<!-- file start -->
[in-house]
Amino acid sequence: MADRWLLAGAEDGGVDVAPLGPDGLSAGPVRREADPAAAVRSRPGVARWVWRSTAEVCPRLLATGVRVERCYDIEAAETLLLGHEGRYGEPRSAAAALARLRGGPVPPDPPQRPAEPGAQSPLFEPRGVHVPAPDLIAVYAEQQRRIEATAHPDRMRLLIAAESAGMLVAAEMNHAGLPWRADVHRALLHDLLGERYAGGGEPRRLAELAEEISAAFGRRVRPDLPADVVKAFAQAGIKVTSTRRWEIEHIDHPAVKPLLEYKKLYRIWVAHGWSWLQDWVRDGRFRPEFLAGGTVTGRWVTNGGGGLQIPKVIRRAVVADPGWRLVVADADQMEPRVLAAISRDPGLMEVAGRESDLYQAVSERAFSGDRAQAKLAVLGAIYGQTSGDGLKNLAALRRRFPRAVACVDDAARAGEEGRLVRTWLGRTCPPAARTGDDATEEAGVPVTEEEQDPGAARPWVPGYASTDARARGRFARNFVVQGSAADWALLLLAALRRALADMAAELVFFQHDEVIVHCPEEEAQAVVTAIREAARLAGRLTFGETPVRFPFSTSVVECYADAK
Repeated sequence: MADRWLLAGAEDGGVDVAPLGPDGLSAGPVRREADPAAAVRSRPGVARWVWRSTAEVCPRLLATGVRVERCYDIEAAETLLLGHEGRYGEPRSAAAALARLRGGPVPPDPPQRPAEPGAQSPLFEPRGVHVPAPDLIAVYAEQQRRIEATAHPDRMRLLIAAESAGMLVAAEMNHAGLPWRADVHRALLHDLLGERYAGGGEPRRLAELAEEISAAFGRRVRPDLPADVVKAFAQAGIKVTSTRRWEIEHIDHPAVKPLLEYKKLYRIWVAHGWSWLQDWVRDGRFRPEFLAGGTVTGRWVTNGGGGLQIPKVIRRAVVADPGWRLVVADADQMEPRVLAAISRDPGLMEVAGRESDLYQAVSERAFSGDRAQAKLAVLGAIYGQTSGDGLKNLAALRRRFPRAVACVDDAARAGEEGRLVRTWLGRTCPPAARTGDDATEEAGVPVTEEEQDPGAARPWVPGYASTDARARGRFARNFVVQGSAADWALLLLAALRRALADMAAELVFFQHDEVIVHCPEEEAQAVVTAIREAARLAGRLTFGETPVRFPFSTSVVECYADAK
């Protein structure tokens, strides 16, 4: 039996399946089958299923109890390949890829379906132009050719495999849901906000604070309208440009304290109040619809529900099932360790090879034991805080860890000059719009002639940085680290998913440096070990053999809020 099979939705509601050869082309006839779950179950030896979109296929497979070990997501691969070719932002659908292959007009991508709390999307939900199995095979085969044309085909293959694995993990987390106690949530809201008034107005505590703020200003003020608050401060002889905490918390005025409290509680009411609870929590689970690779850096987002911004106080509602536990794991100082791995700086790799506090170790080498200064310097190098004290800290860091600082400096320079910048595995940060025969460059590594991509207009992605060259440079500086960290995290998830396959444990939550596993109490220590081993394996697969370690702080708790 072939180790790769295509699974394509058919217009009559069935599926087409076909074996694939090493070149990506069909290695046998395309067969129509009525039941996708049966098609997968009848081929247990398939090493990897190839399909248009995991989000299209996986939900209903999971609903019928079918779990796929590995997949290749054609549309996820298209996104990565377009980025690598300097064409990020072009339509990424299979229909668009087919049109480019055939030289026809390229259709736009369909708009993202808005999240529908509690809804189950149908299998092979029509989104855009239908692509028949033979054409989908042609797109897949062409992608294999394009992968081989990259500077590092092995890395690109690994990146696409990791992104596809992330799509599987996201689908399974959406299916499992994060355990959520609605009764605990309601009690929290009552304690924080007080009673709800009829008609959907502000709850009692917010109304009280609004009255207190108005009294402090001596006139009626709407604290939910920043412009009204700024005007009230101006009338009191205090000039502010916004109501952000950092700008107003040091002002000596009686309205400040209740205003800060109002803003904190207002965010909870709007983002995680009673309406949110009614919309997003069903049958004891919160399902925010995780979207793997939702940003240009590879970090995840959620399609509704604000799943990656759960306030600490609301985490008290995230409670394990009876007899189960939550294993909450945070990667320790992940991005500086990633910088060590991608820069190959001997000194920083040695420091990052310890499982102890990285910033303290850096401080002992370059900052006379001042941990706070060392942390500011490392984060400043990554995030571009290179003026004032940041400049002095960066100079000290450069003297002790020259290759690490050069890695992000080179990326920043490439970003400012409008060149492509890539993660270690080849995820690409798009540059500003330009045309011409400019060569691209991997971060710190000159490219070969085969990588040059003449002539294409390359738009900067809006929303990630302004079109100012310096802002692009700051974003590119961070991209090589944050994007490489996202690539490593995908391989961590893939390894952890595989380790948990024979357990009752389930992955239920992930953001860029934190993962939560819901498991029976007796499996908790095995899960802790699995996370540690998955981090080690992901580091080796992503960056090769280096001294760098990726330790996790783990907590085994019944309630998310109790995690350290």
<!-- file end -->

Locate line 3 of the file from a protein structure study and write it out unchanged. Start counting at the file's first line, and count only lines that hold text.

Repeated sequence: MADRWLLAGAEDGGVDVAPLGPDGLSAGPVRREADPAAAVRSRPGVARWVWRSTAEVCPRLLATGVRVERCYDIEAAETLLLGHEGRYGEPRSAAAALARLRGGPVPPDPPQRPAEPGAQSPLFEPRGVHVPAPDLIAVYAEQQRRIEATAHPDRMRLLIAAESAGMLVAAEMNHAGLPWRADVHRALLHDLLGERYAGGGEPRRLAELAEEISAAFGRRVRPDLPADVVKAFAQAGIKVTSTRRWEIEHIDHPAVKPLLEYKKLYRIWVAHGWSWLQDWVRDGRFRPEFLAGGTVTGRWVTNGGGGLQIPKVIRRAVVADPGWRLVVADADQMEPRVLAAISRDPGLMEVAGRESDLYQAVSERAFSGDRAQAKLAVLGAIYGQTSGDGLKNLAALRRRFPRAVACVDDAARAGEEGRLVRTWLGRTCPPAARTGDDATEEAGVPVTEEEQDPGAARPWVPGYASTDARARGRFARNFVVQGSAADWALLLLAALRRALADMAAELVFFQHDEVIVHCPEEEAQAVVTAIREAARLAGRLTFGETPVRFPFSTSVVECYADAK